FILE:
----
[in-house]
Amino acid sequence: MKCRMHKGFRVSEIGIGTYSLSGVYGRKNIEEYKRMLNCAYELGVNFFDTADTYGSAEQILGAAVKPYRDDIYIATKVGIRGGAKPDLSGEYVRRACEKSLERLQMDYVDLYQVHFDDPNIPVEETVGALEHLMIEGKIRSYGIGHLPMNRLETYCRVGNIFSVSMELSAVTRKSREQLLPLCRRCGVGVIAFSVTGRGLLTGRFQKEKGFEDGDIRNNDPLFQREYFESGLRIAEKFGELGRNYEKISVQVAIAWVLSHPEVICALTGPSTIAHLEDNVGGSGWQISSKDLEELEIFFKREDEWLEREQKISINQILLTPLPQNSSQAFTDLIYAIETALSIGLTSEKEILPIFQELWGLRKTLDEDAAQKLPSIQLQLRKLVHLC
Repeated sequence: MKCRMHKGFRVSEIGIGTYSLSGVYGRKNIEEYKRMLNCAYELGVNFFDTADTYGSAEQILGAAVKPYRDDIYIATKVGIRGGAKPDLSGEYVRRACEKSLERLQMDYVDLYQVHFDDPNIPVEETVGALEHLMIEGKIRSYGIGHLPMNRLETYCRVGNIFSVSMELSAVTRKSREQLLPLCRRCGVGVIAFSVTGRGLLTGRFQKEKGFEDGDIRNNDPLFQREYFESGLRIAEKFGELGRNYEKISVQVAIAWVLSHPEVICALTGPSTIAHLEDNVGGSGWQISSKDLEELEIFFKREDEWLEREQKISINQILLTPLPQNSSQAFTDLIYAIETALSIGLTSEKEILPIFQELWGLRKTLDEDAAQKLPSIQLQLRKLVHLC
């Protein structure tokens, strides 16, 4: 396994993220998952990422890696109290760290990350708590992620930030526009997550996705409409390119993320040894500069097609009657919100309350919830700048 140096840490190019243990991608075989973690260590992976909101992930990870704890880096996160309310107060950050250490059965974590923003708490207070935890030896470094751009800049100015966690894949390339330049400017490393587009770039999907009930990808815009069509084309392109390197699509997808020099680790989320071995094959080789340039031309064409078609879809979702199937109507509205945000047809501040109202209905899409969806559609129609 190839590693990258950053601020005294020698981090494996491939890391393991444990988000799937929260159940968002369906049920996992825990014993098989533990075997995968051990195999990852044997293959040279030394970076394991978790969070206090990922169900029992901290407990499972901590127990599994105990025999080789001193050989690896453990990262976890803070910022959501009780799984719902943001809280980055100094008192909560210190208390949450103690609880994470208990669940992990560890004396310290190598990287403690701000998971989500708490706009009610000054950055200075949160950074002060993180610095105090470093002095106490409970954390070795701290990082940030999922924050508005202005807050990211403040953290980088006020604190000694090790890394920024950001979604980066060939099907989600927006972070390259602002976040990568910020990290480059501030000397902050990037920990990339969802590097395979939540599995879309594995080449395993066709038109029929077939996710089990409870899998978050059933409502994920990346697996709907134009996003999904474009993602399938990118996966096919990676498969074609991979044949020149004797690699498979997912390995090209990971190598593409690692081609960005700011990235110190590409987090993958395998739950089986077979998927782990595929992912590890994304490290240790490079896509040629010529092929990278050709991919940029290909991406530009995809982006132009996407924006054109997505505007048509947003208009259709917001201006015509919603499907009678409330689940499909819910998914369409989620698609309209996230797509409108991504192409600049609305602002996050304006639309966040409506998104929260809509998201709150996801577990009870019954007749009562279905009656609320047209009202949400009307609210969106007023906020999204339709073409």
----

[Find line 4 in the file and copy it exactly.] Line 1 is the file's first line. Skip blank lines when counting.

């Protein structure tokens, strides 16, 4: 396994993220998952990422890696109290760290990350708590992620930030526009997550996705409409390119993320040894500069097609009657919100309350919830700048 140096840490190019243990991608075989973690260590992976909101992930990870704890880096996160309310107060950050250490059965974590923003708490207070935890030896470094751009800049100015966690894949390339330049400017490393587009770039999907009930990808815009069509084309392109390197699509997808020099680790989320071995094959080789340039031309064409078609879809979702199937109507509205945000047809501040109202209905899409969806559609129609 190839590693990258950053601020005294020698981090494996491939890391393991444990988000799937929260159940968002369906049920996992825990014993098989533990075997995968051990195999990852044997293959040279030394970076394991978790969070206090990922169900029992901290407990499972901590127990599994105990025999080789001193050989690896453990990262976890803070910022959501009780799984719902943001809280980055100094008192909560210190208390949450103690609880994470208990669940992990560890004396310290190598990287403690701000998971989500708490706009009610000054950055200075949160950074002060993180610095105090470093002095106490409970954390070795701290990082940030999922924050508005202005807050990211403040953290980088006020604190000694090790890394920024950001979604980066060939099907989600927006972070390259602002976040990568910020990290480059501030000397902050990037920990990339969802590097395979939540599995879309594995080449395993066709038109029929077939996710089990409870899998978050059933409502994920990346697996709907134009996003999904474009993602399938990118996966096919990676498969074609991979044949020149004797690699498979997912390995090209990971190598593409690692081609960005700011990235110190590409987090993958395998739950089986077979998927782990595929992912590890994304490290240790490079896509040629010529092929990278050709991919940029290909991406530009995809982006132009996407924006054109997505505007048509947003208009259709917001201006015509919603499907009678409330689940499909819910998914369409989620698609309209996230797509409108991504192409600049609305602002996050304006639309966040409506998104929260809509998201709150996801577990009870019954007749009562279905009656609320047209009202949400009307609210969106007023906020999204339709073409």